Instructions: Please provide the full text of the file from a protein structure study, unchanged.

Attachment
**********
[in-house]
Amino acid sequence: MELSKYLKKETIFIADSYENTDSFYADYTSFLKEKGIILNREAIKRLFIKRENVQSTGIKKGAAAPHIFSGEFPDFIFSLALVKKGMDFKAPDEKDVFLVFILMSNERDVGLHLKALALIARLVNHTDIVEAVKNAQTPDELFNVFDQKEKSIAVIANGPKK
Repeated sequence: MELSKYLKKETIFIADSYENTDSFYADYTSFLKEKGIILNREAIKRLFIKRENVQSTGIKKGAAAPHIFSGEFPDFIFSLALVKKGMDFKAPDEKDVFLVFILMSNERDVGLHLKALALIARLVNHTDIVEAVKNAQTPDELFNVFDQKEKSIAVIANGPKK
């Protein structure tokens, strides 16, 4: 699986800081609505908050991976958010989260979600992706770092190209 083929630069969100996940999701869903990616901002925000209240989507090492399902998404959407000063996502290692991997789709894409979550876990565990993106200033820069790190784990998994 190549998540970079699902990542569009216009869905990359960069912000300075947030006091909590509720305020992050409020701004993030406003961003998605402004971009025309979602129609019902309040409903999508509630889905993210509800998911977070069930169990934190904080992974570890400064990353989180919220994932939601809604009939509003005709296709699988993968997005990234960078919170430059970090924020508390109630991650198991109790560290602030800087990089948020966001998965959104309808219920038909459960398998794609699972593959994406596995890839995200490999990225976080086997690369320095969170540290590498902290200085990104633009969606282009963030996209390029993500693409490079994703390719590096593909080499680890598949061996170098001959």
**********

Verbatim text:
[in-house]
Amino acid sequence: MELSKYLKKETIFIADSYENTDSFYADYTSFLKEKGIILNREAIKRLFIKRENVQSTGIKKGAAAPHIFSGEFPDFIFSLALVKKGMDFKAPDEKDVFLVFILMSNERDVGLHLKALALIARLVNHTDIVEAVKNAQTPDELFNVFDQKEKSIAVIANGPKK
Repeated sequence: MELSKYLKKETIFIADSYENTDSFYADYTSFLKEKGIILNREAIKRLFIKRENVQSTGIKKGAAAPHIFSGEFPDFIFSLALVKKGMDFKAPDEKDVFLVFILMSNERDVGLHLKALALIARLVNHTDIVEAVKNAQTPDELFNVFDQKEKSIAVIANGPKK
């Protein structure tokens, strides 16, 4: 699986800081609505908050991976958010989260979600992706770092190209 083929630069969100996940999701869903990616901002925000209240989507090492399902998404959407000063996502290692991997789709894409979550876990565990993106200033820069790190784990998994 190549998540970079699902990542569009216009869905990359960069912000300075947030006091909590509720305020992050409020701004993030406003961003998605402004971009025309979602129609019902309040409903999508509630889905993210509800998911977070069930169990934190904080992974570890400064990353989180919220994932939601809604009939509003005709296709699988993968997005990234960078919170430059970090924020508390109630991650198991109790560290602030800087990089948020966001998965959104309808219920038909459960398998794609699972593959994406596995890839995200490999990225976080086997690369320095969170540290590498902290200085990104633009969606282009963030996209390029993500693409490079994703390719590096593909080499680890598949061996170098001959």